• Protect: 2 slots, Complex, 16-35 (1d20+15) training days; The dog remains close by the target (be it a person or object) and allows no strangers to approach within a 5’ radius. If a stranger approaches, the dog growls menacingly and interposes its body between the intruder and its target. If the stranger penetrates the safe zone, the dog barks and snaps viciously. If the intruder persists or attempts to touch the target, the dog attacks. If the target moves away of its own volition, the dog whines and attempts to keep the target in its place by nudging it with its nose. If the target continues to move away, the dog alerts its master (if present) with a bark. The dog remains with the target, continuing to protect it as they travel. It is up to the DM when the animal will give up and return to its master.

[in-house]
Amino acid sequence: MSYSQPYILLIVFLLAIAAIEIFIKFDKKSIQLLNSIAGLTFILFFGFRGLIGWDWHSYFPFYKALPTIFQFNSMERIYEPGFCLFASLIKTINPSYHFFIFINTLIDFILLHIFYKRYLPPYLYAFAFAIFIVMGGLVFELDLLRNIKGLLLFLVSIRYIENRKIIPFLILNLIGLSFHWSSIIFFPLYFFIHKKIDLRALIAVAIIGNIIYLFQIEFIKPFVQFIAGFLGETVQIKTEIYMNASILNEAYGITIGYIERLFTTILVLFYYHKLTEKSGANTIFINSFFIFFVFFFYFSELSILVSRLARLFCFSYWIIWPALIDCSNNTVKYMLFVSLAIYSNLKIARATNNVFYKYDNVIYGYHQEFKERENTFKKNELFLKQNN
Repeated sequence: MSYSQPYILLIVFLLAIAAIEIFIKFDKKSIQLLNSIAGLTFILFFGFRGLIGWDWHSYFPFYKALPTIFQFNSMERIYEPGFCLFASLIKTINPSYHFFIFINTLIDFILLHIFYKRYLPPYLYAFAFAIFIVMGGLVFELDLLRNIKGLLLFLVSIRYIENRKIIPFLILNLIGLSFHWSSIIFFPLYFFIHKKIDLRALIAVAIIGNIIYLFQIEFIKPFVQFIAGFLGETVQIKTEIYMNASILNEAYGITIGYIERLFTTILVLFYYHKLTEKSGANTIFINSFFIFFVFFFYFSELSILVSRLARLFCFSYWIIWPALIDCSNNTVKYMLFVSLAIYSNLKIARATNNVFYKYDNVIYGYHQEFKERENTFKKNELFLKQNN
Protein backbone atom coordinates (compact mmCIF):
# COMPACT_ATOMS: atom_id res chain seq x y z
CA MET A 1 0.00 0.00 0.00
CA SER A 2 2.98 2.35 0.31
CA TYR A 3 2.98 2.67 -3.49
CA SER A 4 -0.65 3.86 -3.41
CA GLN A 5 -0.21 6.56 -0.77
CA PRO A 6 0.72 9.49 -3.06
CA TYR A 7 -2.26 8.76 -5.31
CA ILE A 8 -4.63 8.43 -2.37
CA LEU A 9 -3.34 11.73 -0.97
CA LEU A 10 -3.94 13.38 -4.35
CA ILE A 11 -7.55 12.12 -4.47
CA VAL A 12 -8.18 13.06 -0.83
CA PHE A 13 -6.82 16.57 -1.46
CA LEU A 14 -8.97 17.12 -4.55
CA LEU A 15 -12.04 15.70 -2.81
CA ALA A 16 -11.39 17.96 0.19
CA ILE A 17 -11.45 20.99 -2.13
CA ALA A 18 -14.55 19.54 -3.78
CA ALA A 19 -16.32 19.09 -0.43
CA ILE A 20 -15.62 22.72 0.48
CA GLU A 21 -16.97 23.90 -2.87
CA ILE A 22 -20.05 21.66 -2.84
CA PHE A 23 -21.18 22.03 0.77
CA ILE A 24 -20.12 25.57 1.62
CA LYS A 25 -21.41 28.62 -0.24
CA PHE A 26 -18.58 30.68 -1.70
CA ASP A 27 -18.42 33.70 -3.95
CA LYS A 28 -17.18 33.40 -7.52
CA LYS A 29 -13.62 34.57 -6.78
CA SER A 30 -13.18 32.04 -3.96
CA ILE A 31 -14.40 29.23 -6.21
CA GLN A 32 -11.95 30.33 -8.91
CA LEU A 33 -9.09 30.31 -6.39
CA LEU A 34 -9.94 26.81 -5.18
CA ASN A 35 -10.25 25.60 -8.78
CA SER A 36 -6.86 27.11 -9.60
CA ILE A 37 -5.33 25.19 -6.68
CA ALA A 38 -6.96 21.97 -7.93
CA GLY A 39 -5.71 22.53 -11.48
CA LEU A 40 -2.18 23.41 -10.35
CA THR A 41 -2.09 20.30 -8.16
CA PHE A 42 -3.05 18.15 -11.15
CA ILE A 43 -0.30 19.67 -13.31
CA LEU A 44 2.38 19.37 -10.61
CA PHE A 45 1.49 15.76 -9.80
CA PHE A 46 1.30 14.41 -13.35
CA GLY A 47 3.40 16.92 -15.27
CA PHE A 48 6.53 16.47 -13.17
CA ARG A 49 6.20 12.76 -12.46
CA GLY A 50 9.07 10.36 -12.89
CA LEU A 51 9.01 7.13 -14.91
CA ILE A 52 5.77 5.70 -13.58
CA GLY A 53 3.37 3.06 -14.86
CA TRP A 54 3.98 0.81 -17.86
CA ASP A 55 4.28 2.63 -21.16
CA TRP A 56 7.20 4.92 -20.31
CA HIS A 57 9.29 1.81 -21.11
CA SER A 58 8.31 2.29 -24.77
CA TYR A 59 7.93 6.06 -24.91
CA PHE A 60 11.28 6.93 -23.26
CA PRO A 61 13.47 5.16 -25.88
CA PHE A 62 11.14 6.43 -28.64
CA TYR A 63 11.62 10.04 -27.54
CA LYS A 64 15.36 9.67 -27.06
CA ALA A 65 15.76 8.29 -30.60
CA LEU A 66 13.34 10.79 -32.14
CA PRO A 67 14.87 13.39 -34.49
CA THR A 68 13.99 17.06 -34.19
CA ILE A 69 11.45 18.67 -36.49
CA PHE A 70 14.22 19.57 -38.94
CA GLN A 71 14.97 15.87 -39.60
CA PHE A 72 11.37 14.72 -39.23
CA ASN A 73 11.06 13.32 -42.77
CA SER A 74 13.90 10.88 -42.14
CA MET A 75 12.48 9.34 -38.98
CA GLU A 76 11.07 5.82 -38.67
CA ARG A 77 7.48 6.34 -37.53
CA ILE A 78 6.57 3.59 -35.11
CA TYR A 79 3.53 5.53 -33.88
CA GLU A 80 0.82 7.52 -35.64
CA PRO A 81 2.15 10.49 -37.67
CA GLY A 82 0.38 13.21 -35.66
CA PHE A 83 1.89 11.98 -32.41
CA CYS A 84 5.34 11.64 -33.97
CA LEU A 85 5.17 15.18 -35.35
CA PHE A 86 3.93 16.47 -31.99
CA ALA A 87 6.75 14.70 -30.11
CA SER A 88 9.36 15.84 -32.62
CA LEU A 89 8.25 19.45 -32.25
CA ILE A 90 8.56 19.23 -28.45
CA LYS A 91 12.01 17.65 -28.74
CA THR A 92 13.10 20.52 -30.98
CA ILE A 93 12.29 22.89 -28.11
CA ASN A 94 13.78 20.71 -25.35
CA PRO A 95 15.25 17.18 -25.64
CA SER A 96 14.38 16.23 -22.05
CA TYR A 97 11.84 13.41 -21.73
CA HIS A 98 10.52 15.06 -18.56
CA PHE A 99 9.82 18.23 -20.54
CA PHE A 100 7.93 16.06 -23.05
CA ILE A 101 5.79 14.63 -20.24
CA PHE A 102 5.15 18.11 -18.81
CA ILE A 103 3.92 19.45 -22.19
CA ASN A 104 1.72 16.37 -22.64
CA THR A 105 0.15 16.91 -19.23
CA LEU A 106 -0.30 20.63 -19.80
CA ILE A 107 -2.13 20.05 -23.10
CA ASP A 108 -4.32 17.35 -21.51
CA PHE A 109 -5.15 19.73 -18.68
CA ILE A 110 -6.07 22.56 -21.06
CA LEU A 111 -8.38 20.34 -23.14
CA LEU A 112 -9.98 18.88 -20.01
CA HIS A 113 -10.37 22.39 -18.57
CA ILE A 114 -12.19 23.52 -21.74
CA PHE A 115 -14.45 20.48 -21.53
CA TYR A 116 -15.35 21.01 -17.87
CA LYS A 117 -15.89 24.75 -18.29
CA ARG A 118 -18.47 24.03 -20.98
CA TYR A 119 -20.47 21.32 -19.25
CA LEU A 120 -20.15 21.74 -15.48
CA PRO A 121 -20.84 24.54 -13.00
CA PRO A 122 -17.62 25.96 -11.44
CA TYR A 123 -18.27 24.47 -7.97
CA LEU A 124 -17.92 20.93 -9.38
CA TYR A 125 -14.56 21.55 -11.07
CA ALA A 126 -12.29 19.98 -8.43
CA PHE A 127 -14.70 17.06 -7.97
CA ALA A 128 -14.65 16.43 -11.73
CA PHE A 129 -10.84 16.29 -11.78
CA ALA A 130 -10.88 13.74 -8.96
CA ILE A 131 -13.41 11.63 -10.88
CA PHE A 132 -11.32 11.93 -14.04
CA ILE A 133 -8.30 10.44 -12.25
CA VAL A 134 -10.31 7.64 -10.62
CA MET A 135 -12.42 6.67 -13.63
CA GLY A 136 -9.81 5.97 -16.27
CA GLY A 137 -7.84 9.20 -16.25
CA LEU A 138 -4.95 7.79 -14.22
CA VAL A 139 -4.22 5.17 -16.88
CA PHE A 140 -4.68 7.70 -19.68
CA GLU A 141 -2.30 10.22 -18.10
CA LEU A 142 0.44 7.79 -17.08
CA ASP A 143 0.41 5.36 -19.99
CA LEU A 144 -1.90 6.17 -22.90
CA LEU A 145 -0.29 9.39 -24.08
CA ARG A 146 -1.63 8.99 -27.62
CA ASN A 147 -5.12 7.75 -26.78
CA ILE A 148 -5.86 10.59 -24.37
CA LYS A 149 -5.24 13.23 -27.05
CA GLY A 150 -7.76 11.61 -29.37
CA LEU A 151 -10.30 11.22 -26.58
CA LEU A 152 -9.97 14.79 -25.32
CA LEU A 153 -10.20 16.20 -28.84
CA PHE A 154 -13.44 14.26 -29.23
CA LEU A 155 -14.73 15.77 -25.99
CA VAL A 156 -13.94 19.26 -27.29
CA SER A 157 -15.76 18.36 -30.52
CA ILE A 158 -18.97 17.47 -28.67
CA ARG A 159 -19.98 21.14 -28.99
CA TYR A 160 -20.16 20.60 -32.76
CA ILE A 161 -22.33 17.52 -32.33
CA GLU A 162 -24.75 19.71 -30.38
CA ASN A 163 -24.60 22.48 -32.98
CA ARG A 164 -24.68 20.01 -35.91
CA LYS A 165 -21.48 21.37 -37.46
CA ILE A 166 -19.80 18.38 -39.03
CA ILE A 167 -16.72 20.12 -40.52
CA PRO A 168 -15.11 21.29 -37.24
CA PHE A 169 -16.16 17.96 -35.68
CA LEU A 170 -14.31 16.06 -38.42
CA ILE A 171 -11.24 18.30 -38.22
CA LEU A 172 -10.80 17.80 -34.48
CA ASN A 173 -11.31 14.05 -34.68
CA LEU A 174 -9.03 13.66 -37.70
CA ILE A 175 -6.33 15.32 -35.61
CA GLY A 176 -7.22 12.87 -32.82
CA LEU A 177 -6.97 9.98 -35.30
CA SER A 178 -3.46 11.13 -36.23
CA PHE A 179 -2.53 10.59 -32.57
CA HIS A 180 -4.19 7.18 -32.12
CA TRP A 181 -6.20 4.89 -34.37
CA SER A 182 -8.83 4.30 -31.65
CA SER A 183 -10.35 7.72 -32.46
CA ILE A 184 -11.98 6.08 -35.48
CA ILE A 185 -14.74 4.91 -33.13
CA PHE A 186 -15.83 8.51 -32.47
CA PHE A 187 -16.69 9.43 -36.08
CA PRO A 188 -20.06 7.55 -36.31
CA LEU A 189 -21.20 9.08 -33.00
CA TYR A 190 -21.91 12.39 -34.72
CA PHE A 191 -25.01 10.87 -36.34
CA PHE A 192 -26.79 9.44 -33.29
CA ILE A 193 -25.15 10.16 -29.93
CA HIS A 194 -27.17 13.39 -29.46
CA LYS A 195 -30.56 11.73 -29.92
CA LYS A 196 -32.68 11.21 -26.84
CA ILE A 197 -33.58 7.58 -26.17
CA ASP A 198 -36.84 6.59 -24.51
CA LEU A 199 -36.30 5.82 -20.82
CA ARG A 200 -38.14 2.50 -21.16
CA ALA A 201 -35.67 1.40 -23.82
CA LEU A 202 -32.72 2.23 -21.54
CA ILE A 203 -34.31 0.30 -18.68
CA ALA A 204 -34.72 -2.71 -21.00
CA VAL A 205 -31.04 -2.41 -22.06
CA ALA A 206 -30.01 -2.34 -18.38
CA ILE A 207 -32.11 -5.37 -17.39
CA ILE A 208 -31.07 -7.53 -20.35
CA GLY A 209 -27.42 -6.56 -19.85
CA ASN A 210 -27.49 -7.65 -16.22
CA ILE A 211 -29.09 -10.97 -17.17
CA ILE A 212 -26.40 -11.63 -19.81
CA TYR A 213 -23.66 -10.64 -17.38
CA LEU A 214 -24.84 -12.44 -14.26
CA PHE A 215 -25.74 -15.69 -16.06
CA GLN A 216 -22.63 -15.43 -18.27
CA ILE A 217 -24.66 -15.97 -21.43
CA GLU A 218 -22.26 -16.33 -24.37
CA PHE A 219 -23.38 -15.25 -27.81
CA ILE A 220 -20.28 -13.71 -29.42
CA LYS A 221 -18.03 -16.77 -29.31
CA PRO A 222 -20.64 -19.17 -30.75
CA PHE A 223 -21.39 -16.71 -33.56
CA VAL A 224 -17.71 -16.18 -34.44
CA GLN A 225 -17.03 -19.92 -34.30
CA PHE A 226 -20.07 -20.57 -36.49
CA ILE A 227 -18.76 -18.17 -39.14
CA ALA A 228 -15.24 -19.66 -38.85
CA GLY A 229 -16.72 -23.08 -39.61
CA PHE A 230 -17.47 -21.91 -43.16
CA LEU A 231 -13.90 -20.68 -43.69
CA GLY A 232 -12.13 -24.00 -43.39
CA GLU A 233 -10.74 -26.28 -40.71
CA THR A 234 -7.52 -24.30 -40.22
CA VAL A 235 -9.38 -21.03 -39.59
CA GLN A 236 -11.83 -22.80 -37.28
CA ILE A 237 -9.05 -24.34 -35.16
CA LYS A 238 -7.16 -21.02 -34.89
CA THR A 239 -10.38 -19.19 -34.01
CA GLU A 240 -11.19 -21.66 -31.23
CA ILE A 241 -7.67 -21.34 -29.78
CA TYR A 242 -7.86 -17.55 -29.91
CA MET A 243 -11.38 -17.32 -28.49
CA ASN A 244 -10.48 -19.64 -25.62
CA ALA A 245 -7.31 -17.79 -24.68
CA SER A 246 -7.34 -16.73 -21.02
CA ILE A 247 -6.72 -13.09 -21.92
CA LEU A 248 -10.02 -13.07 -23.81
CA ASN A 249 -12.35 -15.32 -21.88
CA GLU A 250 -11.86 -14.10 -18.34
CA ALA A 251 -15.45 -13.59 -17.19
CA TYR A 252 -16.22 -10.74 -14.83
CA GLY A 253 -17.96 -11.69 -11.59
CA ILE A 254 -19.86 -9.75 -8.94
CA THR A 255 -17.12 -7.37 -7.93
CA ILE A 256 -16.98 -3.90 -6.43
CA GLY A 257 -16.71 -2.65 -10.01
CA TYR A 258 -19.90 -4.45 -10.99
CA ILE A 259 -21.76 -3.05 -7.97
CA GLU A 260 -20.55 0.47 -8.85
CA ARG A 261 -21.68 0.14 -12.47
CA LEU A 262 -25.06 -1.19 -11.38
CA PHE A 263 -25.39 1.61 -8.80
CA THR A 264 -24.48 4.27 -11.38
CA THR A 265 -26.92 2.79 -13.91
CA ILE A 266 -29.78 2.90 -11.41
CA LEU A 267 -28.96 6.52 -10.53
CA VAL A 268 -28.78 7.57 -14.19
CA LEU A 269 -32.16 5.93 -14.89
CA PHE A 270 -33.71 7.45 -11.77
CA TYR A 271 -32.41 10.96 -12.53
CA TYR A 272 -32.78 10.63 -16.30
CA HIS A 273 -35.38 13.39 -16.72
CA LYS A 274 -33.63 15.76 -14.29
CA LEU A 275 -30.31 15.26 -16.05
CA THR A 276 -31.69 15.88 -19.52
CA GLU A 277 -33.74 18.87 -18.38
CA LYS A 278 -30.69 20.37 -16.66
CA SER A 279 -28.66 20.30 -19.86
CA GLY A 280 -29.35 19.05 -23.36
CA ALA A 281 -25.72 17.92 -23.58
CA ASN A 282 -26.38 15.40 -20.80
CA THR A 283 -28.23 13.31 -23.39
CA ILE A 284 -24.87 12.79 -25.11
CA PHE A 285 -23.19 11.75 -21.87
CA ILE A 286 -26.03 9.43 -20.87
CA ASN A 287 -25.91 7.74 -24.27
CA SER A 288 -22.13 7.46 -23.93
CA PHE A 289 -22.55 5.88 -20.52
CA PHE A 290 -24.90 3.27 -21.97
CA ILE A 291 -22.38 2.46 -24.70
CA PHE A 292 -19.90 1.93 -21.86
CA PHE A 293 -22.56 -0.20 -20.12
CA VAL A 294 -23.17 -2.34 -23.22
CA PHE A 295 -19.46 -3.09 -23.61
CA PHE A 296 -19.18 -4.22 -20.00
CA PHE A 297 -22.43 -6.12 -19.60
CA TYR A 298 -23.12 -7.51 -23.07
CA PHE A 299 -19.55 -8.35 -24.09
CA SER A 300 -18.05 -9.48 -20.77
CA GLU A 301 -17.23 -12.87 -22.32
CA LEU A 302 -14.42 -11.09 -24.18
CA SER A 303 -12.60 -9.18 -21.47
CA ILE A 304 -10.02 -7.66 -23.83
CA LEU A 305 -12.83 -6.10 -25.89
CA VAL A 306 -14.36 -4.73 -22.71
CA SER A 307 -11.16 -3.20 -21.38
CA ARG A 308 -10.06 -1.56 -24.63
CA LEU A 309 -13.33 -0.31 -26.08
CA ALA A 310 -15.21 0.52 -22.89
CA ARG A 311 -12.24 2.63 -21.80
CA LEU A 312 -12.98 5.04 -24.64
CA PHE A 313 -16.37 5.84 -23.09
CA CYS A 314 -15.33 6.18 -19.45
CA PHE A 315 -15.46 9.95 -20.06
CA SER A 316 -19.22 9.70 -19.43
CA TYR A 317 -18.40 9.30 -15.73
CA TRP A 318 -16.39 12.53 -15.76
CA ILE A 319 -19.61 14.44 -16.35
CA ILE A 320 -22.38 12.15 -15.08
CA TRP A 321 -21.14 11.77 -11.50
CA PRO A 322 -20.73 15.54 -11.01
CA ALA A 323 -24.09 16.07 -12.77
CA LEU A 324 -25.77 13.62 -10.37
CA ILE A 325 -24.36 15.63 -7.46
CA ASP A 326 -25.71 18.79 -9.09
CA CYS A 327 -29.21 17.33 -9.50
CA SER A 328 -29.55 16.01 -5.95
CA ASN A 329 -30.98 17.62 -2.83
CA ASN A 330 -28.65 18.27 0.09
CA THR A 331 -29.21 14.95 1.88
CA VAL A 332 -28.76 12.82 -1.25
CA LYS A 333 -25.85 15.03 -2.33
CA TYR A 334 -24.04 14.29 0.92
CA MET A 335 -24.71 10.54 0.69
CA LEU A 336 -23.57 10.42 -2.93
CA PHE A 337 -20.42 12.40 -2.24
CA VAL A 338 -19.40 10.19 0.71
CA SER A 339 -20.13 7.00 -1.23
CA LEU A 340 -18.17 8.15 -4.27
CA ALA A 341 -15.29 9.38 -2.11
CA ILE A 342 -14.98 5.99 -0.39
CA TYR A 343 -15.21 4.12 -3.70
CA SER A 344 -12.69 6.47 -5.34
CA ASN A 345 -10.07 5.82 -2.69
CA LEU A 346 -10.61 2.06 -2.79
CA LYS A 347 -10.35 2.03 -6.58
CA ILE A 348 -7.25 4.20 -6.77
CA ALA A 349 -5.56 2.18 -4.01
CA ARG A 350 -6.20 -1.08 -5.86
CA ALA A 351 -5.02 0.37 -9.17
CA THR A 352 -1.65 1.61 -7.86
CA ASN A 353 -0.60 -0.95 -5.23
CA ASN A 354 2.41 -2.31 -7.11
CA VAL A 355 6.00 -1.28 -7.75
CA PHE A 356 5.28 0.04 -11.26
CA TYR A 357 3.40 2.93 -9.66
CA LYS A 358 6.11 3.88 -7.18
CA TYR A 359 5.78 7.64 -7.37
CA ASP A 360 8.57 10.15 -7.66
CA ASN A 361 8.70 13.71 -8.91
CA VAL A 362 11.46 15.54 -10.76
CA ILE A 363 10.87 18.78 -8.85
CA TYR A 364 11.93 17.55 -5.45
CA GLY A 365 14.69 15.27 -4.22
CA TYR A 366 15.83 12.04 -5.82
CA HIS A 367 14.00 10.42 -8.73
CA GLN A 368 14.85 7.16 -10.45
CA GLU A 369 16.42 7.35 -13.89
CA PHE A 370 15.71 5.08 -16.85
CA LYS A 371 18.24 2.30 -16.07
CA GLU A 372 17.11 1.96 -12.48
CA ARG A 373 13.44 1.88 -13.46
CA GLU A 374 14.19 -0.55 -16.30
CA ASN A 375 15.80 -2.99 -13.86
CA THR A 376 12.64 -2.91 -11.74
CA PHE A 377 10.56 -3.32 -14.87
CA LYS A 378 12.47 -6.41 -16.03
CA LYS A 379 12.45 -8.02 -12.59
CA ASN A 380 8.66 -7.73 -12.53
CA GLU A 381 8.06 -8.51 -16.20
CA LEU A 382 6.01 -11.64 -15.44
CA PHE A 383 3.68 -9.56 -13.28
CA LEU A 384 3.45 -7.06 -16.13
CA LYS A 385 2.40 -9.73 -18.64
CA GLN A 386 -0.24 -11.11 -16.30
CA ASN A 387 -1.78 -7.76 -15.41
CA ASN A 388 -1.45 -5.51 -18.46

• Recall: 1 slot, Intermediate, 7-14 (1d8+6) training days; This command is an advanced version of “come.” On this command, the dog will return to its master’s side. “Come” may be learned as an individual trick, basic (see below) or as part of house skills. If the command “come” is given while the dog is engaged in an activity (such as chasing rabbits, eating, etc.), the dog returns only if it makes a successful resist instinct check. The “Recall” version of this command obviates any check; the dog returns immediately to its master regardless of activity.